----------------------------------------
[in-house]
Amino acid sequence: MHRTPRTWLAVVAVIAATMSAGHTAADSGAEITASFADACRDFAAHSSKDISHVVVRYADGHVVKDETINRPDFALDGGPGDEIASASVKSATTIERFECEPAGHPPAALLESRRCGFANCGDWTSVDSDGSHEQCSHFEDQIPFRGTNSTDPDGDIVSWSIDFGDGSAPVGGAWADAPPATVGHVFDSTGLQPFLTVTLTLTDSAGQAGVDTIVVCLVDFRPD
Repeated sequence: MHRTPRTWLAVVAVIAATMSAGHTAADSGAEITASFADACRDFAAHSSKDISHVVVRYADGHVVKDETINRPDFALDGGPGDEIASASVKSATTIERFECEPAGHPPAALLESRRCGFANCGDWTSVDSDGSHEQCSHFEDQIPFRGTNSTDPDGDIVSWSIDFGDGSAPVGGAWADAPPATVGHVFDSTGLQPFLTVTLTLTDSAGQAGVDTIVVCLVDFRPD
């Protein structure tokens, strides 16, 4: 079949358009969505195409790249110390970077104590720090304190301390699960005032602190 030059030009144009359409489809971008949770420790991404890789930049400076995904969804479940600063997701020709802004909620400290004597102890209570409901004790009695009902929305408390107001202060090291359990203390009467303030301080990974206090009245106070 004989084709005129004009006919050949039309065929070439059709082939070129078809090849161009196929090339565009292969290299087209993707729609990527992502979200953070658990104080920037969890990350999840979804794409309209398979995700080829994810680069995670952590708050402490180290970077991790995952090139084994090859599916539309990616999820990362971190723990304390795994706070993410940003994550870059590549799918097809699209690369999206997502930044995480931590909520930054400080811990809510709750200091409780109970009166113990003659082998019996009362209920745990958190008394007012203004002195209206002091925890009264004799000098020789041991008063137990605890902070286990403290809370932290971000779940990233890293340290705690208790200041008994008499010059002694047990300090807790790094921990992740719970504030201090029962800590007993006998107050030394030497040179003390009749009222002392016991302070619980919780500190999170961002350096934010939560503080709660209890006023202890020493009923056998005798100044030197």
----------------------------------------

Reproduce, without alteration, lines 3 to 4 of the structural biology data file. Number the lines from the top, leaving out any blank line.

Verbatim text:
Repeated sequence: MHRTPRTWLAVVAVIAATMSAGHTAADSGAEITASFADACRDFAAHSSKDISHVVVRYADGHVVKDETINRPDFALDGGPGDEIASASVKSATTIERFECEPAGHPPAALLESRRCGFANCGDWTSVDSDGSHEQCSHFEDQIPFRGTNSTDPDGDIVSWSIDFGDGSAPVGGAWADAPPATVGHVFDSTGLQPFLTVTLTLTDSAGQAGVDTIVVCLVDFRPD
């Protein structure tokens, strides 16, 4: 079949358009969505195409790249110390970077104590720090304190301390699960005032602190 030059030009144009359409489809971008949770420790991404890789930049400076995904969804479940600063997701020709802004909620400290004597102890209570409901004790009695009902929305408390107001202060090291359990203390009467303030301080990974206090009245106070 004989084709005129004009006919050949039309065929070439059709082939070129078809090849161009196929090339565009292969290299087209993707729609990527992502979200953070658990104080920037969890990350999840979804794409309209398979995700080829994810680069995670952590708050402490180290970077991790995952090139084994090859599916539309990616999820990362971190723990304390795994706070993410940003994550870059590549799918097809699209690369999206997502930044995480931590909520930054400080811990809510709750200091409780109970009166113990003659082998019996009362209920745990958190008394007012203004002195209206002091925890009264004799000098020789041991008063137990605890902070286990403290809370932290971000779940990233890293340290705690208790200041008994008499010059002694047990300090807790790094921990992740719970504030201090029962800590007993006998107050030394030497040179003390009749009222002392016991302070619980919780500190999170961002350096934010939560503080709660209890006023202890020493009923056998005798100044030197």